Put the best foot forward

Origin of: Put the best foot forward

Put the best foot forward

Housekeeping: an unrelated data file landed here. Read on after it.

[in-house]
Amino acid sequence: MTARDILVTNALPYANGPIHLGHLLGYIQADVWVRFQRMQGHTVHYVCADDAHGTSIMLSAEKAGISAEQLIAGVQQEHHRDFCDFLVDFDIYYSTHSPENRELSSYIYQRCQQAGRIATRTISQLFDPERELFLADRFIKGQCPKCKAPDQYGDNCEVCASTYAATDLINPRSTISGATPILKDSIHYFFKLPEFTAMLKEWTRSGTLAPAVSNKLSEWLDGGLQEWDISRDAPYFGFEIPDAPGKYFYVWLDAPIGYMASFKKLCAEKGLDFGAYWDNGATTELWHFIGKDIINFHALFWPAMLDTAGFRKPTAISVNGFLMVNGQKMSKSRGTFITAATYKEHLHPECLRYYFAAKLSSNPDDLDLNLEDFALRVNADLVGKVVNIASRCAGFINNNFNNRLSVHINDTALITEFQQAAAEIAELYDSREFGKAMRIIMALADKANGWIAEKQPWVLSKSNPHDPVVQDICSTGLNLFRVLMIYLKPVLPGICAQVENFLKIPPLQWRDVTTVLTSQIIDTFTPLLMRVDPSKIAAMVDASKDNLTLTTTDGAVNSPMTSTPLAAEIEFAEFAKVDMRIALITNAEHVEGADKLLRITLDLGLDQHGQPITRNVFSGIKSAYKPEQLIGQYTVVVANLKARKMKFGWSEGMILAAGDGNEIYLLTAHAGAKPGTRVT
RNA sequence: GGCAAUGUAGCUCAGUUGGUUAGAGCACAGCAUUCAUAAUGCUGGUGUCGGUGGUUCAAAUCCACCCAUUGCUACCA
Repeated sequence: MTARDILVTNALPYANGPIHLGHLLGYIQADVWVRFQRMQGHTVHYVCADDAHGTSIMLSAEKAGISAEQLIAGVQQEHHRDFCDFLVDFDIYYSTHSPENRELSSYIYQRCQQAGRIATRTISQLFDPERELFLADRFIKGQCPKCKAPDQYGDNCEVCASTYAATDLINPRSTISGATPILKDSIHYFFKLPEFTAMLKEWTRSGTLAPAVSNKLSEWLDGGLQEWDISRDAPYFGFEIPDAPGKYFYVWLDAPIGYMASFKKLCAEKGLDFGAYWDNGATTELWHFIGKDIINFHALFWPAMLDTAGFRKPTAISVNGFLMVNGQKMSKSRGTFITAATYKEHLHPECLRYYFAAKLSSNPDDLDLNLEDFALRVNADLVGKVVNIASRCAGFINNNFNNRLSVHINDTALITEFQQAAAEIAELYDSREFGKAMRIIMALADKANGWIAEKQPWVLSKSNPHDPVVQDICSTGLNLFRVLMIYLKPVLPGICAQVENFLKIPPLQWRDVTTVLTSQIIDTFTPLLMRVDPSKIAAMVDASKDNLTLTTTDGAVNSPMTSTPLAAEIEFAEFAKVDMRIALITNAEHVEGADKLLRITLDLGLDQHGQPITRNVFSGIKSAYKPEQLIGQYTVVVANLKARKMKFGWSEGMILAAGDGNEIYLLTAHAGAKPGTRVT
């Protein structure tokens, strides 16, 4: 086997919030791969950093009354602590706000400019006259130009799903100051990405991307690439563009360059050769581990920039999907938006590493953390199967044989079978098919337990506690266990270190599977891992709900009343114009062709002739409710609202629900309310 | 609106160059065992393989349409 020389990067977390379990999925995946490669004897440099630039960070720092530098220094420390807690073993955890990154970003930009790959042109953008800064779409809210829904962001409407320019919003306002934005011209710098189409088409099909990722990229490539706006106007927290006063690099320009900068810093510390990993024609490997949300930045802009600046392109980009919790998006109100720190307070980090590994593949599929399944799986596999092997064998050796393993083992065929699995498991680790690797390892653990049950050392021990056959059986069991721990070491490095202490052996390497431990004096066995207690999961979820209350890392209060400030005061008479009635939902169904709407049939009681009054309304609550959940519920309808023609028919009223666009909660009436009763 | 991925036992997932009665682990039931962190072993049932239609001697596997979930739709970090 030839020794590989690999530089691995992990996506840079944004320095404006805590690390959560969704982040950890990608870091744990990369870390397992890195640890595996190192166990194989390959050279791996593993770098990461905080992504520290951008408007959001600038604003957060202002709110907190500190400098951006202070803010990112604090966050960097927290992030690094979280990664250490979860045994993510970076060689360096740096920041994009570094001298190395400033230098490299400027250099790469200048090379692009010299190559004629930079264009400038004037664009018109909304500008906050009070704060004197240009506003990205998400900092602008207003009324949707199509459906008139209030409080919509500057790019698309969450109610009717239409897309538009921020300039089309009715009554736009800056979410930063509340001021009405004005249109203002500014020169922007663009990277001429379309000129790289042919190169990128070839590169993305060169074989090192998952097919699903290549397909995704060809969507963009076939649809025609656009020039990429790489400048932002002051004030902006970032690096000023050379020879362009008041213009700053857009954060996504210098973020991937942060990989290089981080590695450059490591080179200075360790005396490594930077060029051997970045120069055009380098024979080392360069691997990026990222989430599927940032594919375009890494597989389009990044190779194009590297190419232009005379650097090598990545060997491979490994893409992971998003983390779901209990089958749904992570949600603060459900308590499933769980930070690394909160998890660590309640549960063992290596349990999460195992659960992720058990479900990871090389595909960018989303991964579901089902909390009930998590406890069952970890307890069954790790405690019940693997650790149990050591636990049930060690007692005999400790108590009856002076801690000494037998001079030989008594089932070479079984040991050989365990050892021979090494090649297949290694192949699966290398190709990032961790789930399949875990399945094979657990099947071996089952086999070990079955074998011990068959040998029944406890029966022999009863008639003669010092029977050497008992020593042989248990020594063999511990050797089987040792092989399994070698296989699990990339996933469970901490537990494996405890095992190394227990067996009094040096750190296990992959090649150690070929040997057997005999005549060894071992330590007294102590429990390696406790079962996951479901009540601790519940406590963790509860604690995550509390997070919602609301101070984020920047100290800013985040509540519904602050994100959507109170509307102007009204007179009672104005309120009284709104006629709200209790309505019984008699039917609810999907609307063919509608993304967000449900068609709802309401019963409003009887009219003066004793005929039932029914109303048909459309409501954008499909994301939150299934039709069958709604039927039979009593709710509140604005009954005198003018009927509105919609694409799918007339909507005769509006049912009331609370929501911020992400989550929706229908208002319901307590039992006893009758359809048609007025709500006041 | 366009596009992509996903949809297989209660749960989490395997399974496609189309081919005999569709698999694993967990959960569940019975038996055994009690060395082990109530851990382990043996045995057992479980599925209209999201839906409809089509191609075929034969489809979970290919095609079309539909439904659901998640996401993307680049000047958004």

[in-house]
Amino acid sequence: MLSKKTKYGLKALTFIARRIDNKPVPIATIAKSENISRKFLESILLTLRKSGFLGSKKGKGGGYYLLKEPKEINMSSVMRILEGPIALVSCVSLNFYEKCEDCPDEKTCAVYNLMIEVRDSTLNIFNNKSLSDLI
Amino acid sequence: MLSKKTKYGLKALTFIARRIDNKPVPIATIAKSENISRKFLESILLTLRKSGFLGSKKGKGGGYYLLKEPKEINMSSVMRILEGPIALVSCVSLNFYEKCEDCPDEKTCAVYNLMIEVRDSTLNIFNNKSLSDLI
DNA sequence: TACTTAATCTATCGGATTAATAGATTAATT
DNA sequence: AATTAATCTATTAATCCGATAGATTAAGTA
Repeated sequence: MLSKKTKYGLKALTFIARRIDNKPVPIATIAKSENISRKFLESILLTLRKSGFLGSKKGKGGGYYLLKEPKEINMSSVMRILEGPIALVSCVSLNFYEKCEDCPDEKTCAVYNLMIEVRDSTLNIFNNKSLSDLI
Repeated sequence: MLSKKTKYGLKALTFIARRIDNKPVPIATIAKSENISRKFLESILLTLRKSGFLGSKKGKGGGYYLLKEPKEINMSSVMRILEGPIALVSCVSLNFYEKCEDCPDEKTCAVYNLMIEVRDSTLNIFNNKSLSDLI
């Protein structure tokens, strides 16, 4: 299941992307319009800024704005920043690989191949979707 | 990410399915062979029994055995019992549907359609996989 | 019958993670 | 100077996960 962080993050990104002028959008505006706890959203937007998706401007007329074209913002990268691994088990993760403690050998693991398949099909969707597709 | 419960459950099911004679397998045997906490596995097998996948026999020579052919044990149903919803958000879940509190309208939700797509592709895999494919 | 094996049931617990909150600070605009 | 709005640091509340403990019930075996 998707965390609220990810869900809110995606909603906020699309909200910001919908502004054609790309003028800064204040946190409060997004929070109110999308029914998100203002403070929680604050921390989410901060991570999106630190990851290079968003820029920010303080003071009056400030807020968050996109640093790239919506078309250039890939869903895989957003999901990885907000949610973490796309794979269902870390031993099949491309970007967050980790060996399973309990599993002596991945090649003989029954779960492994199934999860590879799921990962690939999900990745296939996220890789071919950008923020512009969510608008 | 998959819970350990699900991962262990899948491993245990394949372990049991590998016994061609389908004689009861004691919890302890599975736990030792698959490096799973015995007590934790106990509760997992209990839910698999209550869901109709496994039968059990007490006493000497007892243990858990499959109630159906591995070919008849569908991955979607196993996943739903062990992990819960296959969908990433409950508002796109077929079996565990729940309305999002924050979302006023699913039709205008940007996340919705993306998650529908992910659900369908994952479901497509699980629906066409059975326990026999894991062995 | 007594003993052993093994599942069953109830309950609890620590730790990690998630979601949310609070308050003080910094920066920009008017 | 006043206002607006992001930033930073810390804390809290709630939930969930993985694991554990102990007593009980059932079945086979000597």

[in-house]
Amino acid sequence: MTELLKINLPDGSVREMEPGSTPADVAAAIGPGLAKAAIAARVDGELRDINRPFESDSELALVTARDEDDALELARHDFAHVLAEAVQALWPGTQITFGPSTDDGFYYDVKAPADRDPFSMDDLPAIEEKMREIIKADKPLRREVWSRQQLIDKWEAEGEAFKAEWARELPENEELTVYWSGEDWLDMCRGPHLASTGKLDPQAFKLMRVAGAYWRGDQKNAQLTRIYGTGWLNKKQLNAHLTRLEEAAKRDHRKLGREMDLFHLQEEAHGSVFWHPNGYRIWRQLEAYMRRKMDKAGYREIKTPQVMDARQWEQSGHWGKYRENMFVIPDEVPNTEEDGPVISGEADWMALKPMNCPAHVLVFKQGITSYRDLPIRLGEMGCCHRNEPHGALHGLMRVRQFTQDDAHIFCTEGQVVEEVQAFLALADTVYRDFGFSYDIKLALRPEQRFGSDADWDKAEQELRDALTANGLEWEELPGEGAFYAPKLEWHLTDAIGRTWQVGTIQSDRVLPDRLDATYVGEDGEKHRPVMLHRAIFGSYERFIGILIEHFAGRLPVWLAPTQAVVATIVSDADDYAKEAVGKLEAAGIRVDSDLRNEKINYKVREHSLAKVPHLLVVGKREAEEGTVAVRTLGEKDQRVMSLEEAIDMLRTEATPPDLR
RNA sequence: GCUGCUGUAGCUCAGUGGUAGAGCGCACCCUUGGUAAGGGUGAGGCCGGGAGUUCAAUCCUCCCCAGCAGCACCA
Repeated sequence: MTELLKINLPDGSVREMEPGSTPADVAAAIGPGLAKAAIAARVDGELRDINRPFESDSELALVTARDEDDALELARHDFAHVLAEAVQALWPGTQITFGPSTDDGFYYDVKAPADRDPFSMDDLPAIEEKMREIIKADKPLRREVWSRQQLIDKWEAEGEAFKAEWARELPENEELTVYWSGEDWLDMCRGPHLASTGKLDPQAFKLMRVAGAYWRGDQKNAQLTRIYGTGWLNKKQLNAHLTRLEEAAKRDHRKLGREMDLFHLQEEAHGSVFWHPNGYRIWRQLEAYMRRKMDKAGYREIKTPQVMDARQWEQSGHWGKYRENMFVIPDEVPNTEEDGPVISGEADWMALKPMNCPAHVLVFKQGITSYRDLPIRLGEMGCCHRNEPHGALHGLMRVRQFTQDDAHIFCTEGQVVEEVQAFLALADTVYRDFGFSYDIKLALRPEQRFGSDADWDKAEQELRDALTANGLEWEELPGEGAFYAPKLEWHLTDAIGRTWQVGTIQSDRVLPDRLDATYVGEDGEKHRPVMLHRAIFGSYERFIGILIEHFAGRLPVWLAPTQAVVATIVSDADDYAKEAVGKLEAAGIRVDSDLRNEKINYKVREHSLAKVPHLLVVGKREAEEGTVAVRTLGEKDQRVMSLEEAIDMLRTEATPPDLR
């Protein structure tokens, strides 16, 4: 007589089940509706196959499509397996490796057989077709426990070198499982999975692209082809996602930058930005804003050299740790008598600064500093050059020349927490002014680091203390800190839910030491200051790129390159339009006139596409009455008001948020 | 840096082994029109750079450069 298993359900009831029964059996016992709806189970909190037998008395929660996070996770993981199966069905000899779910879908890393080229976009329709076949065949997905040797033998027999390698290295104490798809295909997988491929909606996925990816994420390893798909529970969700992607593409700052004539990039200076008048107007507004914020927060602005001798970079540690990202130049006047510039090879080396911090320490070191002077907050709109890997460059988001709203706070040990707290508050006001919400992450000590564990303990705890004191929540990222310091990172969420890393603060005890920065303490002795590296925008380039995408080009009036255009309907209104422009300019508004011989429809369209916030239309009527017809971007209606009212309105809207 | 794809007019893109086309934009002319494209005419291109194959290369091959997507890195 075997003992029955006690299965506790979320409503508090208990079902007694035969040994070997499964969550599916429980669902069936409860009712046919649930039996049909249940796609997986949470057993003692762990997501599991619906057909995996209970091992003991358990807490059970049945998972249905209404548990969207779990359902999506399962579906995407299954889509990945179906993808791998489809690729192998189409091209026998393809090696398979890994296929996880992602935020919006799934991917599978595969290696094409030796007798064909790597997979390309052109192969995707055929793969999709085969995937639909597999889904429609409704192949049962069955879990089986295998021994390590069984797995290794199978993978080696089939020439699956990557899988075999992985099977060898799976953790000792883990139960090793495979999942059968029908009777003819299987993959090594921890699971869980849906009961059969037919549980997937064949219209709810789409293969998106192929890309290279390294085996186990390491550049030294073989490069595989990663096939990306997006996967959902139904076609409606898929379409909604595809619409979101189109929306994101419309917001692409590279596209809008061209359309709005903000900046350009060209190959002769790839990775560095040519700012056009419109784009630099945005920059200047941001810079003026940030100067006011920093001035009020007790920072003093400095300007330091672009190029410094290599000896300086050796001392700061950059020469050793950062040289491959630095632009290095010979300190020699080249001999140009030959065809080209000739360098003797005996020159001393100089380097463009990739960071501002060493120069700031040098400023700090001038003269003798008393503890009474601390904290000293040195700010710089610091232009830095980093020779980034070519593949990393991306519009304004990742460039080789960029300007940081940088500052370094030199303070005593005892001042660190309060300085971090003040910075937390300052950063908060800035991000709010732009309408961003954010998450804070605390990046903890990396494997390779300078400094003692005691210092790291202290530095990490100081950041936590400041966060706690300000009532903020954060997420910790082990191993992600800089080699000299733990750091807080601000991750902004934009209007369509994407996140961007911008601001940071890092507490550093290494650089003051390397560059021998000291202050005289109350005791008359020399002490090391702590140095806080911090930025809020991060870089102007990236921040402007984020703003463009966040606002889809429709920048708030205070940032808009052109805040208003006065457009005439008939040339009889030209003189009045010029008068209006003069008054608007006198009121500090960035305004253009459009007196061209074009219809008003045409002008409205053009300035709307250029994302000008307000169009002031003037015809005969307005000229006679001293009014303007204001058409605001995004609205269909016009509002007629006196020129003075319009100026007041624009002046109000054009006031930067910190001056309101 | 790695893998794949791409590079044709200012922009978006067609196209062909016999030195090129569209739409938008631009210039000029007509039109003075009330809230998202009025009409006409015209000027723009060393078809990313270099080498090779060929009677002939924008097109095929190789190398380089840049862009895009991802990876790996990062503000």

To put or set the best foot forward is to embark on a project with purpose and determination. This expression has been around since the 15th century. Strictly speaking, it should be the put or set the ‘better’ foot forward because only two are involved. Perhaps this is why Shakespeare uses this construction in King John (1595) Act IV, Scene II, “Nay, but make haste; the better foot before.” However, ‘best’ foot forward is first recorded in 1613 in a poem by Thomas Overbury A Wife, “He is still setting the best foot forward.”